Recently, Dexter, our Rhodesian Ridgeback and elder son, started turning his nose up at the Pedigree food he was being served. Dexter is not picky. He’ll wolf down anything and seems as happy with a fresh bone as old scraps excavated from under a rock. Yet somehow Pedigree, the only dog food we’ve seen on shelves in Dar es Salaam, didn’t meet his exceedingly liberal standards. So we decided to make (rather, have made) real homemade food for Dexter. Hillary went online and found a trove of dog food recipes, a count even surpassing the number of vegetarian Passover recipes I had scoured a few weeks ago. (No comparison of, say, gefilte fish and dog food even remotely intended.)
We learned that the food should be 40% meat, 30% vegetables and 30% starch. Being the wimpy vegetarian that I am, I asked Judith, our wonderful housekeeper, to accompany me to a butcher. We went to Namanga, a part of town near us crowded with small stores where locals shop. Namanga is far less expensive than the mzungu-serving shops in our neighborhood.
Hillary tried to make the case that buying meat would be less expensive than manufactured dog food. Her assertion sounded familiar, and I somehow remembered her logical argument that “expensive Italian shoes” that would last were also a sound investment.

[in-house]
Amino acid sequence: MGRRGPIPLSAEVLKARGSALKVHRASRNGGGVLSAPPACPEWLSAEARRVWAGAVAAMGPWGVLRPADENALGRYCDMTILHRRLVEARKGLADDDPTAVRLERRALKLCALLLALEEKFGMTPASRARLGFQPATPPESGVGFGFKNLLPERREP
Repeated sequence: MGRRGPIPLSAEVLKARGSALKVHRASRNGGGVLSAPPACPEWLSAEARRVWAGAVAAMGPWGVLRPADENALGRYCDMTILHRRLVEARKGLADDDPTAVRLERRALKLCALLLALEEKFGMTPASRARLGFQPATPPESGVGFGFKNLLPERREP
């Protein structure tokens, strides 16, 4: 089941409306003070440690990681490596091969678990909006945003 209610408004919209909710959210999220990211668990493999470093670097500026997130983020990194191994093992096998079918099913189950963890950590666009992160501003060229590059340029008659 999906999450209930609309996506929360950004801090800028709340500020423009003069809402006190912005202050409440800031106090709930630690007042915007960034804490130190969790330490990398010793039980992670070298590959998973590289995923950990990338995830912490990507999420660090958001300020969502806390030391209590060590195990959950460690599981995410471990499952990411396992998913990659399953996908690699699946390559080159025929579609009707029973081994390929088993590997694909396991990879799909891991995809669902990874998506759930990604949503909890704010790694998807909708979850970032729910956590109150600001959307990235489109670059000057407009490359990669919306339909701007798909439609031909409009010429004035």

At the butcher, rather than the myriad choices that I expected to be bewildered by – shoulder or flank, sirloin or ribs, chuck or brisket -- two options were presented. Judith pointed to one window, with hunks of carcass speared on huge hooks, and said “cow”, and pointed to another window with smaller red glistening carcasses, and said “goat”. There seemed to be more flies swarming the cow window, so I took that as some sort of Zagat’s guide and picked beef.
The butcher pulled a carcass chunk off a hook, put it on a tree stump in the corner of the store, and cleaved a chunk off. He put it on the scale and it tipped 2 kilos, the amount Judith had specified. As he tried to charge us more, Judith, fully in command, directed him to cut a bit off and made sure it was from the less desirable end.
I, as have many friends living in a nice urban Whole Foods-served region, have railed against the separation in our daily life from our basic food sources. Our food is typically shrink wrapped and prettified so we have no idea of what it once was. As the cleaver was hammering down, with three dull thuds, through the side of beef, I truly appreciated the beauty of the shrink-wrap machine.
Judith roasted the meat with potatoes and carrots. Dexter, always eternally loyal just to me, now won’t leave her side.